One of the nicest bits of feedback we’ve had here at Last.fm HQ in the past few weeks was a message from two users who had just started a life together. They wrote to say that it all started through common musical interests on Last.fm, which led to them becoming friends online, and, over time, to discover that they were true soulmates. Yes, honestly.
As it happens we’ve been using the idea of a musical soulmate – someone who shares your most important musical tastes, your loves, likes and dislikes – to guide the development of our new neighbours service, which you can try right now, along with the other cool demos on playground.last.fm.
Our goal for this new service is learn how to introduce you to other Last.fm users who have lots in common with you – so you can be sure to find something you’ll like if you explore their home pages or listen to their personal radio. Making this vision a reality is challenging, but we think we’ve made a promising start. We’ve also tried hard to design the service so that we can quickly incorporate new ideas into the way we find neighbours – so please let us know how you think we’re doing, and what would make your neighbours even better.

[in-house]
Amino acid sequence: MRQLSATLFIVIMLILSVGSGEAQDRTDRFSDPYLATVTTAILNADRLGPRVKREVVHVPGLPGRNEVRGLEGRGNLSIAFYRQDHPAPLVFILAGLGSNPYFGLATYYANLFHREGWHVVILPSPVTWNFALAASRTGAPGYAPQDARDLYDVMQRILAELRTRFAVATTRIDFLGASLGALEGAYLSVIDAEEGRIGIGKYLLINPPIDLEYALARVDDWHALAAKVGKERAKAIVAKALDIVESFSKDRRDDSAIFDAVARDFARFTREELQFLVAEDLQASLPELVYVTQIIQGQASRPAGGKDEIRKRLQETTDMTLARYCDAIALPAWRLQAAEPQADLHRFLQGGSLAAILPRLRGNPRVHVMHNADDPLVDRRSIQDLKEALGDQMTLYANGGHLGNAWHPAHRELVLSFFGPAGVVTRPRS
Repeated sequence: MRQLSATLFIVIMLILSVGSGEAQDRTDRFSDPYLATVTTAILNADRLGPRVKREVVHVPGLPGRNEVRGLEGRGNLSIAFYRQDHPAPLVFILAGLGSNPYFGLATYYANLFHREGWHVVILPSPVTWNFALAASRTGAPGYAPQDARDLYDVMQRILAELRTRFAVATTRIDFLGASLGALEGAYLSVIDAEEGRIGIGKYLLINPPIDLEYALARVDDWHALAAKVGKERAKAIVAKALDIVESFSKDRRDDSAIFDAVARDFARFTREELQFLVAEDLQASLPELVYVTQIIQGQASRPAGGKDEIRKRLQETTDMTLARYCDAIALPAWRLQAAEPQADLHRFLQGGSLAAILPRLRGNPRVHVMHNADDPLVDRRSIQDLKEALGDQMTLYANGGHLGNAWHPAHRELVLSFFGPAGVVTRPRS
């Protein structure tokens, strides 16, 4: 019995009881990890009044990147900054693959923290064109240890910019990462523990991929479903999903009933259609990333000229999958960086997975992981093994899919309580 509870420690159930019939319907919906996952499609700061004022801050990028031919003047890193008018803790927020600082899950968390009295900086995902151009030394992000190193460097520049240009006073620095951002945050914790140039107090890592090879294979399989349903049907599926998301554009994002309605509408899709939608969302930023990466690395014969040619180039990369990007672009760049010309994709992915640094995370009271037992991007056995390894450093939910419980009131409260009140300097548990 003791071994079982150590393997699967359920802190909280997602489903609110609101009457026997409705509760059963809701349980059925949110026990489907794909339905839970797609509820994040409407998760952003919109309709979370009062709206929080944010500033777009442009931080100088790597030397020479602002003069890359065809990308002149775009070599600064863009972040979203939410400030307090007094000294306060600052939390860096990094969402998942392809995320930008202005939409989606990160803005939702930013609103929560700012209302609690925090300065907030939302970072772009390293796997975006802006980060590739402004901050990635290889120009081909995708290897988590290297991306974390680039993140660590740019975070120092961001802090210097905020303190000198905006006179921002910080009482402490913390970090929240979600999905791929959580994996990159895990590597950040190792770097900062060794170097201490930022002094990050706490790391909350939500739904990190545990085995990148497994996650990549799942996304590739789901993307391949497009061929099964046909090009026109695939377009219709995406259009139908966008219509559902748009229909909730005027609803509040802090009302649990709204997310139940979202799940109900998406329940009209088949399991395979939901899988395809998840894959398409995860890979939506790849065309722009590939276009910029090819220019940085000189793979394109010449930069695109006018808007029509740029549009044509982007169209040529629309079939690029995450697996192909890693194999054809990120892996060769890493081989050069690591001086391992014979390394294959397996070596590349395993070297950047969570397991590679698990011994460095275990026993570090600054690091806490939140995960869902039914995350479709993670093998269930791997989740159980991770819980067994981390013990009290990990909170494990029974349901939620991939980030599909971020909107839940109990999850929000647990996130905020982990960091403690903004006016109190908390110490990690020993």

So how is the new service different? In the first place we’re now able to use live charts to create a musical profile which we match against other users. This means that your neighbours can change as soon as you start to listen to new music. We think this is specially important if your tastes change over time, or if you’re new to Last.fm (we can start finding neighbours for you after the very first scrobble). In the second place we do more than just matching profiles. We make sure that all the neighbours we suggest have scrobbled something within the last couple of weeks, and if you’re heavily into several genres then we try to find at least a few neighbours for each of them. We take into account everything you’ve told us about your music listening, loves, bans, tags, etc. We also use some special stats to measure how aspects of your musical personality compare with other users. If we have time we may break out the coolest of these onto a separate “Compare yourself with…” page. In the meantime you might enjoy Anthony Liekens nice tool to compare tag clouds.
One feature we’ve already added to the playground demo is the chance to give us some extra help if you think we could do better, by suggesting some artists that your neighbours ought to be into, or not into. Even if you’re not that interested in neighbours, here in the research team we’d really like to hear how you get on, as we can use what we learn about neighbours to help improve all our recommendation services. And if you do find a musical soulmate through Last.fm, please let us know!